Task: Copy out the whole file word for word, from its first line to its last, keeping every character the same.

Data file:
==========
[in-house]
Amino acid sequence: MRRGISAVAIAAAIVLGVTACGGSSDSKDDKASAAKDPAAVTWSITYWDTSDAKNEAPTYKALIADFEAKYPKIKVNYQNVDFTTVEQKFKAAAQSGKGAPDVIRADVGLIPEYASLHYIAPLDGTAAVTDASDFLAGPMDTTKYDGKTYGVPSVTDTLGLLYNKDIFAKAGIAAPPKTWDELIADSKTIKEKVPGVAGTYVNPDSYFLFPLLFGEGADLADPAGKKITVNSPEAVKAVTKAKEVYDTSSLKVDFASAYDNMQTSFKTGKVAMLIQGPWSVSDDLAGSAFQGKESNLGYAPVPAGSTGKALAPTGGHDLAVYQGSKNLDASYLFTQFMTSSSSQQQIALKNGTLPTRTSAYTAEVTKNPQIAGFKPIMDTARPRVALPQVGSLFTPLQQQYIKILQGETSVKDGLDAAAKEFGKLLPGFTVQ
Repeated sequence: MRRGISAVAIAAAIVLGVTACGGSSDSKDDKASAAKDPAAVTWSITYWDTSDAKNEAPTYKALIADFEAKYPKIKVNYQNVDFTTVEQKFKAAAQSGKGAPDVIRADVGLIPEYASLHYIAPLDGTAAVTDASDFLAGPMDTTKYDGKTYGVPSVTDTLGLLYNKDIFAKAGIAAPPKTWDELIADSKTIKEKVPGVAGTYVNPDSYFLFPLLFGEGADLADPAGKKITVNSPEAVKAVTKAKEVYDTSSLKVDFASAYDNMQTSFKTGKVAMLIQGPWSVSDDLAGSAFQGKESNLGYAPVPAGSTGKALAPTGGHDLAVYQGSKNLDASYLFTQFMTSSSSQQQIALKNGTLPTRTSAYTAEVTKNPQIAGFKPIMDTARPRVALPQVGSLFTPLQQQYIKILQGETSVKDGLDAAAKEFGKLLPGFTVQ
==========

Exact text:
[in-house]
Amino acid sequence: MRRGISAVAIAAAIVLGVTACGGSSDSKDDKASAAKDPAAVTWSITYWDTSDAKNEAPTYKALIADFEAKYPKIKVNYQNVDFTTVEQKFKAAAQSGKGAPDVIRADVGLIPEYASLHYIAPLDGTAAVTDASDFLAGPMDTTKYDGKTYGVPSVTDTLGLLYNKDIFAKAGIAAPPKTWDELIADSKTIKEKVPGVAGTYVNPDSYFLFPLLFGEGADLADPAGKKITVNSPEAVKAVTKAKEVYDTSSLKVDFASAYDNMQTSFKTGKVAMLIQGPWSVSDDLAGSAFQGKESNLGYAPVPAGSTGKALAPTGGHDLAVYQGSKNLDASYLFTQFMTSSSSQQQIALKNGTLPTRTSAYTAEVTKNPQIAGFKPIMDTARPRVALPQVGSLFTPLQQQYIKILQGETSVKDGLDAAAKEFGKLLPGFTVQ
Repeated sequence: MRRGISAVAIAAAIVLGVTACGGSSDSKDDKASAAKDPAAVTWSITYWDTSDAKNEAPTYKALIADFEAKYPKIKVNYQNVDFTTVEQKFKAAAQSGKGAPDVIRADVGLIPEYASLHYIAPLDGTAAVTDASDFLAGPMDTTKYDGKTYGVPSVTDTLGLLYNKDIFAKAGIAAPPKTWDELIADSKTIKEKVPGVAGTYVNPDSYFLFPLLFGEGADLADPAGKKITVNSPEAVKAVTKAKEVYDTSSLKVDFASAYDNMQTSFKTGKVAMLIQGPWSVSDDLAGSAFQGKESNLGYAPVPAGSTGKALAPTGGHDLAVYQGSKNLDASYLFTQFMTSSSSQQQIALKNGTLPTRTSAYTAEVTKNPQIAGFKPIMDTARPRVALPQVGSLFTPLQQQYIKILQGETSVKDGLDAAAKEFGKLLPGFTVQ